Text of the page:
We have officially reached the point where an NFL franchise is too valuable for any city unless they get taxpayers’ money to fund the stadium.
The San Diego Chargers spent $10 million on the campaign and proposal of a new $1.8 billion stadium to the fans and city, but it only wrangled in 43-percent of the vote, which caused them to move the franchise to sunny Los Angeles.
And what some people are calling one of the grossest injustices in the history of the NFL, Raiders’ owner Mark Davis and NFL’s commissioner Roger Goodell, did an ole’ fashioned taxpayer shakedown on Las Vegas, while ripping out Oakland’s heart, not once, but twice.
Bleacher Report reported:
“Questions cropped up regarding the viability of the Raiders’ move to Sin City after casino mogul Sheldon Adelson backed out of the team’s proposed $1.9 billion stadium deal, but relief came at the start of March when Bank of America informed the franchise it would contribute $650 million to help finance the stadium.
Furthermore, the Mercury News‘ Elliott Almond reported the state of Nevada will contribute $750 million toward the stadium, while the Raiders and NFL will pour $500 million into the project.
Conversely, the Raiders could not work out a deal to build a new stadium in Oakland. According to the San Francisco Chronicle‘s Vic Tafur, Oakland officials did not want to ask the public to finance the stadium.
And while there was a last-ditch effort by Fortress Investment Group to invest $600 million in a new stadium for the Raiders in Oakland, the plan was not considered a viable one.
Citing a letter from Goodell to Oakland mayor Libby Schaaf, David Debolt of the East Bay Times wrote Goodell wrote that the proposal was not “clear and specific (or) actionable in a reasonable time frame.”
But there’s a lot to unpack with the order of events here. What Mark Davis said after the 31-1 vote amongst team owners that allowed the Raiders to move to Las Vegas, was a long list of Oakland’s politicians trying to play the organization for leverage while raising rent on the coliseum over the next 2 years – a stadium they share with the Athletics.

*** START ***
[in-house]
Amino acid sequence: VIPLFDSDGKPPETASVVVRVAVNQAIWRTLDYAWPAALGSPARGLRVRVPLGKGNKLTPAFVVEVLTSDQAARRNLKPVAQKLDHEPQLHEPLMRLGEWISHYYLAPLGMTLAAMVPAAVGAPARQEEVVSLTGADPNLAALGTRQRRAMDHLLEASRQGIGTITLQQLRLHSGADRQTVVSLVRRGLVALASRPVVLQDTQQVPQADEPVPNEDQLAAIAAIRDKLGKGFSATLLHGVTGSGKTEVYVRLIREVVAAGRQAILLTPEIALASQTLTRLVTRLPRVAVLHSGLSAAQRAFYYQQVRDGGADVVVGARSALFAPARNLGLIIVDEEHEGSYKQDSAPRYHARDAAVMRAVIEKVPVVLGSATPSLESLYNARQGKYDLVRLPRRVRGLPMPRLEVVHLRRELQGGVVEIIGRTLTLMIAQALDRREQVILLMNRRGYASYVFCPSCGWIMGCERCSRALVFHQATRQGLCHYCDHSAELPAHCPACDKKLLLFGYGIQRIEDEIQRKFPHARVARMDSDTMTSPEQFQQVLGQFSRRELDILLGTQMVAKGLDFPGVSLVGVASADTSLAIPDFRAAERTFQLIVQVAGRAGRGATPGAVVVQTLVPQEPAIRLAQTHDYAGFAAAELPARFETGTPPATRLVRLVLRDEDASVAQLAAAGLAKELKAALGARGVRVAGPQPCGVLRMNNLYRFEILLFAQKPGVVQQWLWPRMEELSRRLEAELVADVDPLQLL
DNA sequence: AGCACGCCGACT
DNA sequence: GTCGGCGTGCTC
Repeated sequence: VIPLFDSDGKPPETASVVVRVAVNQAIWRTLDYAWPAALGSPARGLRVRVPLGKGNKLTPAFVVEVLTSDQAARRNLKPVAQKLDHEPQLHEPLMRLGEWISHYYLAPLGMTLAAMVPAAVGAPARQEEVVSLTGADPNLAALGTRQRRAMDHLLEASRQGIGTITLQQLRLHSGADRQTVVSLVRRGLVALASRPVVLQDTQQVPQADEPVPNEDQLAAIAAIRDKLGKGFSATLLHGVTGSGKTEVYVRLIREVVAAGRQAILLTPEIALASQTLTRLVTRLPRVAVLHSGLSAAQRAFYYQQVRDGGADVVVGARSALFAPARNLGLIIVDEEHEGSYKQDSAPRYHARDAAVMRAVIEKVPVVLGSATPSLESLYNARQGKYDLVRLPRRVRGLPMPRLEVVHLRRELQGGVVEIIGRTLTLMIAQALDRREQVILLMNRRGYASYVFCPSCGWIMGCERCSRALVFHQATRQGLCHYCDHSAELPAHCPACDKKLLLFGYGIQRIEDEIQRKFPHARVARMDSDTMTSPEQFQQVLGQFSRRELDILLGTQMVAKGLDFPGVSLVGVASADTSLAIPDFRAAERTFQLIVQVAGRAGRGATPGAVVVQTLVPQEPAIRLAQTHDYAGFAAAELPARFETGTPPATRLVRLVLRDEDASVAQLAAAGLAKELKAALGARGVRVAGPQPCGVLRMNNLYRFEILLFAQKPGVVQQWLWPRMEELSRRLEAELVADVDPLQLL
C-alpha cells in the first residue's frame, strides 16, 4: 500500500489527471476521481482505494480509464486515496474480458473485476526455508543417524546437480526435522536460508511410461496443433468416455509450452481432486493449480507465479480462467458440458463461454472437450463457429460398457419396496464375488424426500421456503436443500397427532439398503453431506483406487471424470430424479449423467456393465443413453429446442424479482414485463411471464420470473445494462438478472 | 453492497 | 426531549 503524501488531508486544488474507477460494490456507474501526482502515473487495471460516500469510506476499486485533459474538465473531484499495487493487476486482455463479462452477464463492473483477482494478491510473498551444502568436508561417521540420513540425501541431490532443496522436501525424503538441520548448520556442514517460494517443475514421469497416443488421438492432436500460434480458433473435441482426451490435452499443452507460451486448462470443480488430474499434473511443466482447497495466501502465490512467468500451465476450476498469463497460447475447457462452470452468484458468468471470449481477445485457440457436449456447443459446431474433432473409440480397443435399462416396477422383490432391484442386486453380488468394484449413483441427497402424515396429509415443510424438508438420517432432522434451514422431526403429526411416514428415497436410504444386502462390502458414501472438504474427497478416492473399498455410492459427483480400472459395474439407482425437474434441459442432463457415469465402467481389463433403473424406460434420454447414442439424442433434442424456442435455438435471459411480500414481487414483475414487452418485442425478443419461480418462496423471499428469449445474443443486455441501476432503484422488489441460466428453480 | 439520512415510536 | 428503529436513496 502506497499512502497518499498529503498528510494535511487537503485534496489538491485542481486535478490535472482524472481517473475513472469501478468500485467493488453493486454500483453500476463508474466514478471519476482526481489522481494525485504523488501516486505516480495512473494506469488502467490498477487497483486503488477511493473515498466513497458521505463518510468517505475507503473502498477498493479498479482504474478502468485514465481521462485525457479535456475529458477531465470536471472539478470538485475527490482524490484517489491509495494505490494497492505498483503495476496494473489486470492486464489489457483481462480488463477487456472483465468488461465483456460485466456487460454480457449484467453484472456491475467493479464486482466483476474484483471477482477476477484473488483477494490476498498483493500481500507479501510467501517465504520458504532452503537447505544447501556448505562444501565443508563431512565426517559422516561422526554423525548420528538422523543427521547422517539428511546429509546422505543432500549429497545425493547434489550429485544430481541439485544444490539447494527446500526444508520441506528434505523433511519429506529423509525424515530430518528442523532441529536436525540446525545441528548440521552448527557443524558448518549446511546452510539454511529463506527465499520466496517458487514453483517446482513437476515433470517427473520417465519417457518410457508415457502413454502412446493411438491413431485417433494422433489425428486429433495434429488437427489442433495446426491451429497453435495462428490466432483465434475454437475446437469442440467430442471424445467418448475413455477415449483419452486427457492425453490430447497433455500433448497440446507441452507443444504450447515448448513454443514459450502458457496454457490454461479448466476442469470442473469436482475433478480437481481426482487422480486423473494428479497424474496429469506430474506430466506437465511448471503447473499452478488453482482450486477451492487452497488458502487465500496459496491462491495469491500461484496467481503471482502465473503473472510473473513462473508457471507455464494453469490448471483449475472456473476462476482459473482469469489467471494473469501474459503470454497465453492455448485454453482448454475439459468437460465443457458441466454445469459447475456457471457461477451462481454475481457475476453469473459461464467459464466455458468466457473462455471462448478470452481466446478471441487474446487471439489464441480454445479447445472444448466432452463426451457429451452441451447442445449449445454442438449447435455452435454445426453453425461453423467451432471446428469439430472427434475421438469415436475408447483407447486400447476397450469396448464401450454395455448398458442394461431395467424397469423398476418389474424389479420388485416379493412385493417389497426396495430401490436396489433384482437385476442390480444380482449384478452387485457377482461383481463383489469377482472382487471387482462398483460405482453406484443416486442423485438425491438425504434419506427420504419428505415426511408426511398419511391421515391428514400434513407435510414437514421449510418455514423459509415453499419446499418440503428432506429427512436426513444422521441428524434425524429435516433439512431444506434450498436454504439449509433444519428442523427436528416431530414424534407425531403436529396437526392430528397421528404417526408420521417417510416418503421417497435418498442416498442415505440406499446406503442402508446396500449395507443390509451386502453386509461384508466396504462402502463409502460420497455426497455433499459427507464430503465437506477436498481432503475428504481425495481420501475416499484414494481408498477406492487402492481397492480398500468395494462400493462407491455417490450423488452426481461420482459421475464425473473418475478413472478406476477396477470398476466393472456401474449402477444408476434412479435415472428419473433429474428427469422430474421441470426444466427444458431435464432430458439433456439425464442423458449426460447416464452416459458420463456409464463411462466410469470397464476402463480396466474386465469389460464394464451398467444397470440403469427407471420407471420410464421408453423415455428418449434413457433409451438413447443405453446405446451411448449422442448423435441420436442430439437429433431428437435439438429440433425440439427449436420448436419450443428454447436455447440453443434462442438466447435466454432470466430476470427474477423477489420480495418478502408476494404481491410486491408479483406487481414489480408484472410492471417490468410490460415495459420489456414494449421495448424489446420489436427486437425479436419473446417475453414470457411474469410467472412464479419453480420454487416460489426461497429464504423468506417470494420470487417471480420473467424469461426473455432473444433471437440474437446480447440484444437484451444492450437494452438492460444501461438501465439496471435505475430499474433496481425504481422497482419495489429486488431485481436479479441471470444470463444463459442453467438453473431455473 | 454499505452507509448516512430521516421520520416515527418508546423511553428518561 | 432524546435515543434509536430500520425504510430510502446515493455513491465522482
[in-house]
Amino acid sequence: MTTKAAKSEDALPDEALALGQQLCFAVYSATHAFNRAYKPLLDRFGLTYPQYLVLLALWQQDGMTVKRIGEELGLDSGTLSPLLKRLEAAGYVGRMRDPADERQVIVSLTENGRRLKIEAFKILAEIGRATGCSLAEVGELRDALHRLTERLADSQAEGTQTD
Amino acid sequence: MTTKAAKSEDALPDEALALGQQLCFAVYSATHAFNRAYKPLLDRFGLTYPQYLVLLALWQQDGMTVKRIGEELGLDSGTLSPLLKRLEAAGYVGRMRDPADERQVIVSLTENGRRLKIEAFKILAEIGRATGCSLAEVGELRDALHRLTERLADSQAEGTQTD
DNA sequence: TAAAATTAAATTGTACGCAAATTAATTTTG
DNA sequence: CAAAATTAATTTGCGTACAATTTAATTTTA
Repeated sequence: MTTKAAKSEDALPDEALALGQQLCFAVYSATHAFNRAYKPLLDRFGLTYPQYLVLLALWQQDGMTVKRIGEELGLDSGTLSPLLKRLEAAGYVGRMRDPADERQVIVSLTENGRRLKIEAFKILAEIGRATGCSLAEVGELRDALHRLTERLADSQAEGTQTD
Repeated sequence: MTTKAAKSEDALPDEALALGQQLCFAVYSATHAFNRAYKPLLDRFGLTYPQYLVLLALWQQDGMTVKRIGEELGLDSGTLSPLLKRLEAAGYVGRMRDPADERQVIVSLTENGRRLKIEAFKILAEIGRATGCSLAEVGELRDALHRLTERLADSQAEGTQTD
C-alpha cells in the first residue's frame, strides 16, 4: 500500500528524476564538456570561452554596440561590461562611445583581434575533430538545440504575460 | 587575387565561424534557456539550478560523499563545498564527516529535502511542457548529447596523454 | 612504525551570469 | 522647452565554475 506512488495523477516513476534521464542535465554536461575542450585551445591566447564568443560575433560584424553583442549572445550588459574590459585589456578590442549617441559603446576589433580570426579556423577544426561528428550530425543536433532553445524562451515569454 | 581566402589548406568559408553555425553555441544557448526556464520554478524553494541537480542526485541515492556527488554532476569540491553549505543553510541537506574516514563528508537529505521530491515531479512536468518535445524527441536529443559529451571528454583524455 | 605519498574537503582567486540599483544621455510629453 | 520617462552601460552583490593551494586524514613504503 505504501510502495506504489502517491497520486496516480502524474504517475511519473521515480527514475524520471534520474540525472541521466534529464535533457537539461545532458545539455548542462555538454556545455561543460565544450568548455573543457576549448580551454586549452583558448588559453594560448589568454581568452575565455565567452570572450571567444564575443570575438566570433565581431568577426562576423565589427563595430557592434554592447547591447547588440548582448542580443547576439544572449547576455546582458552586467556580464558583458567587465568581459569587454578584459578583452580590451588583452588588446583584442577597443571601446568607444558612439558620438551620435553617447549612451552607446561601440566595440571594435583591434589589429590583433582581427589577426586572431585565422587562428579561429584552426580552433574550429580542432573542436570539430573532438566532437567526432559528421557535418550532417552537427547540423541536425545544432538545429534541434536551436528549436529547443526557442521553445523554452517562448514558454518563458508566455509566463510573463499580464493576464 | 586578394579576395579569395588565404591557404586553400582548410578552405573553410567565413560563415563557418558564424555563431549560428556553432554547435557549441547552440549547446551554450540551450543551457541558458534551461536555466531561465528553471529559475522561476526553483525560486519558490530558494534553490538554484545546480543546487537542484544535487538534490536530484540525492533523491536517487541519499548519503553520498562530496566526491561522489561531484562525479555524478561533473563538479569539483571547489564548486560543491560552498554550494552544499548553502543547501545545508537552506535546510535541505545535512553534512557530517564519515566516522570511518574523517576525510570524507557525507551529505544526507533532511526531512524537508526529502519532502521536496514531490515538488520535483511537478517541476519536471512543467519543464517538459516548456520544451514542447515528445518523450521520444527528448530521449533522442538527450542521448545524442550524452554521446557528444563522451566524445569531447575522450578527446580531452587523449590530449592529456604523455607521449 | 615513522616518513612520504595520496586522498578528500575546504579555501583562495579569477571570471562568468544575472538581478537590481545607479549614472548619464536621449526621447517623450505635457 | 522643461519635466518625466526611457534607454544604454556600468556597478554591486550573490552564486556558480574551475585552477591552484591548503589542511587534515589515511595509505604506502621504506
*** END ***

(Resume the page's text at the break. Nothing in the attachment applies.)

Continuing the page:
Mark had reached his breaking point and Las Vegas entered the picture and offered the Raiders a record-breaking public subsidy to build a world-class $1.9 billion stadium.
According to Slate:
“Clark County taxpayers will contribute $750 million to the new arena, a record for a sports facility—about $354 per resident, taken from an increased tax on hotel rooms.
That tax currently pays for schools and transportation, in addition to tourism-related expenditures.
Stanford economist Roger Noll said it was the “worst deal for a city” he had ever seen. That it came together at all is remarkable.”
It’s even worse for Las Vegas residents when you consider that the public school system is going through massive education budget cuts, which is causing classes to double up.
“And then there’s the taxpayer contribution. Some cities forgo future property tax revenue for a pro stadium, or issue tax-free bonds paid off by the teams themselves, or contribute complimentary infrastructure like utility work or a nearby train station. But Las Vegas will pay for the thing itself—and with a tax on hotel rooms, something it already has. (Bonds will be repaid over 30 years with the tax revenue).
The state’s figures to justify that new tax are … ambitious. Its forecasts suggest 450,000 new visitors every year drawn by the 65,000-seat stadium, spending an average of 3.2 nights per visit.
About a third of tickets are supposed to be purchased by tourists, although no other city manages 10 percent. Why half a million people would fly across the country to watch a team that no one wants to pay $20 to see in Oakland is not clear.
A reminder from Brookings’ big September report on taxpayer subsidies for stadiums:
Academic studies consistently find no discernible positive relationship between sports facility construction and local economic development, income growth, or job creation.”
So while Oakland’s mayor refused to give taxpayers’ money to fund the badly needed stadium – mainly because and they don’t have the money to begin with – Oakland residents will have to deal with the pain of losing their up-and-coming Super Bowl contending franchise led by pro-bowlers Khalil Mack and Derek Carr again.
Ironically, the vibe is that Las Vegas residents are embracing their new team with pride and enthusiasm. Maybe, that is, until it hurts their wallets in their community.
Here’s a thought. How about billionaires pay for their own stadium?